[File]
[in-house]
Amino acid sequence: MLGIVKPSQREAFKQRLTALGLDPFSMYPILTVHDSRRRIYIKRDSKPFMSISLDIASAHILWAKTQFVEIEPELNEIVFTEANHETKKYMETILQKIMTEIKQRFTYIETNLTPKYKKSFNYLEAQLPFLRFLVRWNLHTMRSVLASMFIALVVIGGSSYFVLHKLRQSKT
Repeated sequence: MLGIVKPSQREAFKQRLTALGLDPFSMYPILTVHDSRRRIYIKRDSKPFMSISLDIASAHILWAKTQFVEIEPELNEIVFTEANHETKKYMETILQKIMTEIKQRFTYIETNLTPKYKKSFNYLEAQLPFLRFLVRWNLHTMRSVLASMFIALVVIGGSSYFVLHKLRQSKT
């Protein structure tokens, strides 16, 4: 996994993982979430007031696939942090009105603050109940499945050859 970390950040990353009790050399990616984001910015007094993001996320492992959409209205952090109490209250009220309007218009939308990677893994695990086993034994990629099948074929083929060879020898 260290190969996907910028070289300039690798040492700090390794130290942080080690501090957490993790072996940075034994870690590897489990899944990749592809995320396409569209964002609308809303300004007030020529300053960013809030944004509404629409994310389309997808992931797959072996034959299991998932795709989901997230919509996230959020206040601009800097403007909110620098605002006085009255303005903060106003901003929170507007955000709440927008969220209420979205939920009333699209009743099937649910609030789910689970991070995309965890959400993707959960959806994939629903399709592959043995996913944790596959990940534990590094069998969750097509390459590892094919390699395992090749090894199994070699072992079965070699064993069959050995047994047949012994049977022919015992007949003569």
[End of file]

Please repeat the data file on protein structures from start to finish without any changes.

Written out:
[in-house]
Amino acid sequence: MLGIVKPSQREAFKQRLTALGLDPFSMYPILTVHDSRRRIYIKRDSKPFMSISLDIASAHILWAKTQFVEIEPELNEIVFTEANHETKKYMETILQKIMTEIKQRFTYIETNLTPKYKKSFNYLEAQLPFLRFLVRWNLHTMRSVLASMFIALVVIGGSSYFVLHKLRQSKT
Repeated sequence: MLGIVKPSQREAFKQRLTALGLDPFSMYPILTVHDSRRRIYIKRDSKPFMSISLDIASAHILWAKTQFVEIEPELNEIVFTEANHETKKYMETILQKIMTEIKQRFTYIETNLTPKYKKSFNYLEAQLPFLRFLVRWNLHTMRSVLASMFIALVVIGGSSYFVLHKLRQSKT
């Protein structure tokens, strides 16, 4: 996994993982979430007031696939942090009105603050109940499945050859 970390950040990353009790050399990616984001910015007094993001996320492992959409209205952090109490209250009220309007218009939308990677893994695990086993034994990629099948074929083929060879020898 260290190969996907910028070289300039690798040492700090390794130290942080080690501090957490993790072996940075034994870690590897489990899944990749592809995320396409569209964002609308809303300004007030020529300053960013809030944004509404629409994310389309997808992931797959072996034959299991998932795709989901997230919509996230959020206040601009800097403007909110620098605002006085009255303005903060106003901003929170507007955000709440927008969220209420979205939920009333699209009743099937649910609030789910689970991070995309965890959400993707959960959806994939629903399709592959043995996913944790596959990940534990590094069998969750097509390459590892094919390699395992090749090894199994070699072992079965070699064993069959050995047994047949012994049977022919015992007949003569």